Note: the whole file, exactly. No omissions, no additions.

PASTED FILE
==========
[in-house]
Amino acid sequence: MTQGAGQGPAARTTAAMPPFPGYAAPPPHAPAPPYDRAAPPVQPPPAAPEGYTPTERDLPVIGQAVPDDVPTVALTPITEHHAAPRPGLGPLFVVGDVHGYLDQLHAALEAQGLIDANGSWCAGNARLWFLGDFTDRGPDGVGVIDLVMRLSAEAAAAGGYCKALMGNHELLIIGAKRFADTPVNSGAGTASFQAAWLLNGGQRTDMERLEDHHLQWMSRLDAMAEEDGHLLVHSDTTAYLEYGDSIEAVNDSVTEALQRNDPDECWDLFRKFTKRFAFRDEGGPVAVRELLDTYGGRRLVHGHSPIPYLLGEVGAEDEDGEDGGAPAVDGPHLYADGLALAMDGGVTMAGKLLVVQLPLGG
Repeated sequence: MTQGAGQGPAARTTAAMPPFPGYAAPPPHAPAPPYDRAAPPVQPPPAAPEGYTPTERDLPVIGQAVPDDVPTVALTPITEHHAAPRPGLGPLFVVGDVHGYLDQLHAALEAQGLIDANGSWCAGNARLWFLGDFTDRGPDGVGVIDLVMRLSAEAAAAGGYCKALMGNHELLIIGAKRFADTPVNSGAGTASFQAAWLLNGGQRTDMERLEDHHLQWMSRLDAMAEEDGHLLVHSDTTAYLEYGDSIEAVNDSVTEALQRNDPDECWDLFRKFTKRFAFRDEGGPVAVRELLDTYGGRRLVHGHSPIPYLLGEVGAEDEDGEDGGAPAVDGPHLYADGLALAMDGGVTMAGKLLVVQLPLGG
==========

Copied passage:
[in-house]
Amino acid sequence: MTQGAGQGPAARTTAAMPPFPGYAAPPPHAPAPPYDRAAPPVQPPPAAPEGYTPTERDLPVIGQAVPDDVPTVALTPITEHHAAPRPGLGPLFVVGDVHGYLDQLHAALEAQGLIDANGSWCAGNARLWFLGDFTDRGPDGVGVIDLVMRLSAEAAAAGGYCKALMGNHELLIIGAKRFADTPVNSGAGTASFQAAWLLNGGQRTDMERLEDHHLQWMSRLDAMAEEDGHLLVHSDTTAYLEYGDSIEAVNDSVTEALQRNDPDECWDLFRKFTKRFAFRDEGGPVAVRELLDTYGGRRLVHGHSPIPYLLGEVGAEDEDGEDGGAPAVDGPHLYADGLALAMDGGVTMAGKLLVVQLPLGG
Repeated sequence: MTQGAGQGPAARTTAAMPPFPGYAAPPPHAPAPPYDRAAPPVQPPPAAPEGYTPTERDLPVIGQAVPDDVPTVALTPITEHHAAPRPGLGPLFVVGDVHGYLDQLHAALEAQGLIDANGSWCAGNARLWFLGDFTDRGPDGVGVIDLVMRLSAEAAAAGGYCKALMGNHELLIIGAKRFADTPVNSGAGTASFQAAWLLNGGQRTDMERLEDHHLQWMSRLDAMAEEDGHLLVHSDTTAYLEYGDSIEAVNDSVTEALQRNDPDECWDLFRKFTKRFAFRDEGGPVAVRELLDTYGGRRLVHGHSPIPYLLGEVGAEDEDGEDGGAPAVDGPHLYADGLALAMDGGVTMAGKLLVVQLPLGG